Suzi's Escape to Portugal

campervan parked in dessert

Even Covid Can’t Stop Suzi – After the First UK Lockdown, She Escaped From Sussex and Drove Through Northern Spain to Sunny Portugal

Suzi spent 2019 exploring Europe solo in her bespoke Sussex Campervan Lucy, a lovely purple Manhattan camper. She is now an expert in finding the best wild camping spots, and toured Scotland, England, France, Belgium, The Netherlands, Germany, Denmark, Norway, Sweden, Spain and Portugal in the campervan, before taking off to Bali for some winter sun.

She came back to stay with her family in Sussex for the spring 2020 lockdown, parking Lucy, the Manhattan from Sussex Campervans, safely on the drive.

They had their compact Nissan Camper conversion built to order by Sussex Campervans and collected it in August 2015. Steve asked for no stag livery, but instead embellished the sleek Twilight Grey bodywork solely with his favourite creature – a lizard.

Why a lizard? “I like climbing with lizards – it means that I’m in a warm and dry place,” says Steve with a smile. He enjoys climbing, especially calling into Fontainebleau on the way home from the Alps, an area just outside of Paris used by many Alpine mountaineers for training. There were certainly lizards climbing alongside Steve as he tackled the famous boulders in the region.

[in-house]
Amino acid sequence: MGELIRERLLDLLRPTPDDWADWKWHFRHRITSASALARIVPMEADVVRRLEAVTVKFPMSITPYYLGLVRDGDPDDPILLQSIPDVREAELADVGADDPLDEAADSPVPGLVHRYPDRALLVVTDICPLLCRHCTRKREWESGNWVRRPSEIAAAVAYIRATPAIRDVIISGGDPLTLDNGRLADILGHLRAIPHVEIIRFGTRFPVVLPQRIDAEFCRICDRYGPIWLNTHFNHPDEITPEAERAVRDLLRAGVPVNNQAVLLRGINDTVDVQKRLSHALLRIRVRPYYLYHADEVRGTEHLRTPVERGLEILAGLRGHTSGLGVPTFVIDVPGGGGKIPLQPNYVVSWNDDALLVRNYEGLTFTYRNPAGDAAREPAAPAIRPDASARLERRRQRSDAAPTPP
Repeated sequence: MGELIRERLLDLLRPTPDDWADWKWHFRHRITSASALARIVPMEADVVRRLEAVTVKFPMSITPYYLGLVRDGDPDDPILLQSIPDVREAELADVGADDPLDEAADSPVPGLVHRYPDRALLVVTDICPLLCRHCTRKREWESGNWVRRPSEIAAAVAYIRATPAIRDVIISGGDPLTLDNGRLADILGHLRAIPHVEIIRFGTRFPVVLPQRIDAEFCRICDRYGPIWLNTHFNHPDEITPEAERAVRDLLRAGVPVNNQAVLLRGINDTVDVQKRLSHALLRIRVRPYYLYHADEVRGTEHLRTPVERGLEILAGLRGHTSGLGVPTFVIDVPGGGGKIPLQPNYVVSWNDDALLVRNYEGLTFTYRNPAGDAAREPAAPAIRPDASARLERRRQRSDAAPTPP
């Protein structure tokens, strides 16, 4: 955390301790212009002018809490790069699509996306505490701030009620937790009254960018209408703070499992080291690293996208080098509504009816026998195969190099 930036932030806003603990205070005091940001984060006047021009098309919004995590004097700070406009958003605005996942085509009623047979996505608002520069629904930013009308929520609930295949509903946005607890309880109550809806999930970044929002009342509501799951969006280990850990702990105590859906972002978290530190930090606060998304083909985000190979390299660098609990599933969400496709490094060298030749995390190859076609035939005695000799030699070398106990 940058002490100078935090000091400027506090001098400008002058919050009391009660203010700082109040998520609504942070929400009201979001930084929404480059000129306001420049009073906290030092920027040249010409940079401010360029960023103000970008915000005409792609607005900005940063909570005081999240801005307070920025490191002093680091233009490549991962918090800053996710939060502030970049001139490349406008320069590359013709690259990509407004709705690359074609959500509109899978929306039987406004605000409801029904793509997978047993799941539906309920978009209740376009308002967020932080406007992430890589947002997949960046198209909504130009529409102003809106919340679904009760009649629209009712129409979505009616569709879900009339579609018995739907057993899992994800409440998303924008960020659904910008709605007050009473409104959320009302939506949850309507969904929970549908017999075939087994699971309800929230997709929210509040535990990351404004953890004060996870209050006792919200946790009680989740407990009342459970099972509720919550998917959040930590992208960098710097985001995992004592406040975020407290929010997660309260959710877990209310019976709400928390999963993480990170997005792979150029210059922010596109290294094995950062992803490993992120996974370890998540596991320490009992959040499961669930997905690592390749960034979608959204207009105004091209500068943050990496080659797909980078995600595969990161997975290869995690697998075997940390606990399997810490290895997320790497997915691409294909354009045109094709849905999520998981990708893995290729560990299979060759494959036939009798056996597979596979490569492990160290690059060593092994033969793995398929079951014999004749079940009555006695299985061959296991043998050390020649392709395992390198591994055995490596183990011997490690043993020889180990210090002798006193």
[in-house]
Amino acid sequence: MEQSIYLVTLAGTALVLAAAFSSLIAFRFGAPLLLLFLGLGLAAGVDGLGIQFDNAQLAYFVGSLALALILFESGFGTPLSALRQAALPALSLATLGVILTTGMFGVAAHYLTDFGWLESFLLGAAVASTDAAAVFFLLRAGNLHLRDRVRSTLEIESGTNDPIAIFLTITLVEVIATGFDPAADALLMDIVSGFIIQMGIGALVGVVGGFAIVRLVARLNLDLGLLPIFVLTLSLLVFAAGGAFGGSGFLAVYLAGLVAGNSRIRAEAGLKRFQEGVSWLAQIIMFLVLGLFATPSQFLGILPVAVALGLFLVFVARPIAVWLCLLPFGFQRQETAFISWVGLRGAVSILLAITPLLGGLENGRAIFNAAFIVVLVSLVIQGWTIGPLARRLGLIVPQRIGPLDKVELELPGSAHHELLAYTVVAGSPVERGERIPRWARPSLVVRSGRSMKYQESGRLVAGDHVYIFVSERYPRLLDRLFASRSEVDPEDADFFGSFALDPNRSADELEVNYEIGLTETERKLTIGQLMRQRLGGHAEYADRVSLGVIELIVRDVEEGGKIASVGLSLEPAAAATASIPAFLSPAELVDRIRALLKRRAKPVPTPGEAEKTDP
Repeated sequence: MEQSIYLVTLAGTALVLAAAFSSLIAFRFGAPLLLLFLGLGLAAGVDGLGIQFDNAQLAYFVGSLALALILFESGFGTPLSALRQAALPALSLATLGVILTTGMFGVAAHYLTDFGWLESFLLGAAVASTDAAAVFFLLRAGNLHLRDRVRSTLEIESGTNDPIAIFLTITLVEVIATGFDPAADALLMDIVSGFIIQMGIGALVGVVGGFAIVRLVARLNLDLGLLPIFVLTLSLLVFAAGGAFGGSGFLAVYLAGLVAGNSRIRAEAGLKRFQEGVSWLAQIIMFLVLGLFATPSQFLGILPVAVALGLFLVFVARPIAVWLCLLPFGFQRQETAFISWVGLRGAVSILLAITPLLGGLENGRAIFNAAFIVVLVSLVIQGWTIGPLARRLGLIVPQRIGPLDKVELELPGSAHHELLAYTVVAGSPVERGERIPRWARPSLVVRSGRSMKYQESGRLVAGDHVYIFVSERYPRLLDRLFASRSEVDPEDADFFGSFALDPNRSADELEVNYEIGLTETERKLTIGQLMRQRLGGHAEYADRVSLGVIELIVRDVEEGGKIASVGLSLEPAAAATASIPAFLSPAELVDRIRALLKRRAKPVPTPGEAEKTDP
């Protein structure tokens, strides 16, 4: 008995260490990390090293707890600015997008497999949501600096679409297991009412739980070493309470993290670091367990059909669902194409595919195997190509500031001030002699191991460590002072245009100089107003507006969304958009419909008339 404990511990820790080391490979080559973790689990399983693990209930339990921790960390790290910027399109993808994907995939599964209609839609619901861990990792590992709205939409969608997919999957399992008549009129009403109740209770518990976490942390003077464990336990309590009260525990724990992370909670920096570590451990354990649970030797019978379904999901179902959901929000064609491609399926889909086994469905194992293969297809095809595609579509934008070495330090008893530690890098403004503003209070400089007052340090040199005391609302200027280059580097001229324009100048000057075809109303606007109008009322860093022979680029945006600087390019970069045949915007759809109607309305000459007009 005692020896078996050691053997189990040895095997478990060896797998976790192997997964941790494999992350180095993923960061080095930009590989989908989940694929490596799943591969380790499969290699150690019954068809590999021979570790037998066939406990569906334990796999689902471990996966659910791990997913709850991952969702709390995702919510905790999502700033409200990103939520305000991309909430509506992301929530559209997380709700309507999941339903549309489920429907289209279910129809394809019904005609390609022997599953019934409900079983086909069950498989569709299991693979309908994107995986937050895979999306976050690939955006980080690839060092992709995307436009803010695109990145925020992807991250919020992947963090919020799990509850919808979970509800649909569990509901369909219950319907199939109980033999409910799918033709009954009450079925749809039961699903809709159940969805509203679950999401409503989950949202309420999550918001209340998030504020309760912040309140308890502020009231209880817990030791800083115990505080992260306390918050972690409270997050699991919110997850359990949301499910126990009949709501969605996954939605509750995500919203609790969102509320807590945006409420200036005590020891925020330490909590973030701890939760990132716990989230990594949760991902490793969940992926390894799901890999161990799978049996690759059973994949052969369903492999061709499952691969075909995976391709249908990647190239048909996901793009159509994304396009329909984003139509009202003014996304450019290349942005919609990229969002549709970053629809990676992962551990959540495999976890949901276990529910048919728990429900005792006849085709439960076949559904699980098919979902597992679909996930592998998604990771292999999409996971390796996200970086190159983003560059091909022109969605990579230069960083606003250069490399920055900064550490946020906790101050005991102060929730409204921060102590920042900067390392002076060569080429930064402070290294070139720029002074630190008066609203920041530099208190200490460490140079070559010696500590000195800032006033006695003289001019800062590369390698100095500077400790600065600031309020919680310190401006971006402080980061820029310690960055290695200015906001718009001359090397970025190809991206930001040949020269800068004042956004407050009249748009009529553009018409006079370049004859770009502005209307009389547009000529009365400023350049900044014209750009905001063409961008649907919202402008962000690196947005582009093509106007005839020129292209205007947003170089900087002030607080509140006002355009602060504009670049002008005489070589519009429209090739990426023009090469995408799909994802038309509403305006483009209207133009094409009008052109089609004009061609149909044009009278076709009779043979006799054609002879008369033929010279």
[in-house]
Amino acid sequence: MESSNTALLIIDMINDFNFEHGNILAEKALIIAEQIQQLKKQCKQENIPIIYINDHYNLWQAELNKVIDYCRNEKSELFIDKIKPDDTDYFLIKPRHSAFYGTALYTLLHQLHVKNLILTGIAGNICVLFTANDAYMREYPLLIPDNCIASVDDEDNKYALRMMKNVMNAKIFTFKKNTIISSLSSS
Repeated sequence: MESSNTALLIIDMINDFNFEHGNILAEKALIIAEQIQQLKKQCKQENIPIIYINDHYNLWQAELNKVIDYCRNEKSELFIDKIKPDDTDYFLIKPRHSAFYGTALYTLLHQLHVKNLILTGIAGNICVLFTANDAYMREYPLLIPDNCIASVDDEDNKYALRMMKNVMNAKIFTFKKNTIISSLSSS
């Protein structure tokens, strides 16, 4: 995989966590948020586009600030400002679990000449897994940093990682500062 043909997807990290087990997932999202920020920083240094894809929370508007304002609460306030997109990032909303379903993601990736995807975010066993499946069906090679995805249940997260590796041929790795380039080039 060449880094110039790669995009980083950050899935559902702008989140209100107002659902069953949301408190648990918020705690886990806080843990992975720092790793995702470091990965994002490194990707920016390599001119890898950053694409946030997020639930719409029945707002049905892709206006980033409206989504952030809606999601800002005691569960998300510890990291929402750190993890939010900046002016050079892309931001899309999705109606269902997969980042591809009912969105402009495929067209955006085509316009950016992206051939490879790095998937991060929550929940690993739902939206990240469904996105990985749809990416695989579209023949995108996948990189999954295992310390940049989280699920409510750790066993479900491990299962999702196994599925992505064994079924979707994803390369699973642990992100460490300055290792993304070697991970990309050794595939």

Warm, dry weather is clearly a luxury for Steve. He recalls a more typical camping trip, which really made him appreciate the shelter of the campervan: “In North Wales I was climbing on Cader Idris, which was cold, wet and miserable. I was belayed on a ledge and watched a slug beat me up the rock!”

Campervan Life Made Me Stronger

Before she bought her campervan, Suzi remembers being afraid to leave her job, house and relationships to “just go with the flow of life”. She decided to conquer her fear and bravely took the plunge, in search of her “Mindful van life”.

Campervan travel has made her so much bolder and more resourceful. She says, “Now my biggest fear is returning to a conventional conditioned life.” She reflects that the Covid 19 lockdown has given many people a chance to slow down and decide what they really want in life, too.

black campervan

How I Escaped Through Spain to Portugal

In July, Suzi made a Covid 19 escape by ferry from Portsmouth to Santander and spent the first night in the misty mountains, at Torio. Her latest adventure had begun.

“Driving through the stunning Picos de Europa mountains of Northern Spain reminded me so much of Norway. Near Cangus de Onis, the gateway to the National Park, are the high-altitude lakes Enol and Ercina of Covadonga (1134m), where I saw golden eagles riding the thermals.”

Suzi visited Covadonga, a village and religious sanctuary beneath the mountains. Pilgrims flock to see La Santina, a statue of the Blessed Virgin Mary, in a cave above a waterfall. It’s “a place of peace, beauty and spirituality,” she says.

Suzi drove southwest, to the mountains of Northern Portugal, the Peneda-Geres, where the border was marked with a petrol station, welcome sign, and the campervan clock whizzing back one hour.

Campervan travel has made her so much bolder and more resourceful. She says, “Now my biggest fear is returning to a conventional conditioned life.” She reflects that the Covid 19 lockdown has given many people a chance to slow down and decide what they really want in life, too.